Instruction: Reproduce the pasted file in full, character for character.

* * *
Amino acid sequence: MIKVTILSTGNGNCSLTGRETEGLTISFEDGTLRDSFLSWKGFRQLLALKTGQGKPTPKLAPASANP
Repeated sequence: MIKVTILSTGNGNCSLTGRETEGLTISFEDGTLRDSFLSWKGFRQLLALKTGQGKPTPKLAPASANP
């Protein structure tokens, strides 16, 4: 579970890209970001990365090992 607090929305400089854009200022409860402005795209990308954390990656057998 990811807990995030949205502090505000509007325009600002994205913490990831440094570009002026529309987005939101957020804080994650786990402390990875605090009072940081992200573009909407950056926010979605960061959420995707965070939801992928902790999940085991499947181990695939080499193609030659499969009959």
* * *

Amino acid sequence: MIKVTILSTGNGNCSLTGRETEGLTISFEDGTLRDSFLSWKGFRQLLALKTGQGKPTPKLAPASANP
Repeated sequence: MIKVTILSTGNGNCSLTGRETEGLTISFEDGTLRDSFLSWKGFRQLLALKTGQGKPTPKLAPASANP
């Protein structure tokens, strides 16, 4: 579970890209970001990365090992 607090929305400089854009200022409860402005795209990308954390990656057998 990811807990995030949205502090505000509007325009600002994205913490990831440094570009002026529309987005939101957020804080994650786990402390990875605090009072940081992200573009909407950056926010979605960061959420995707965070939801992928902790999940085991499947181990695939080499193609030659499969009959």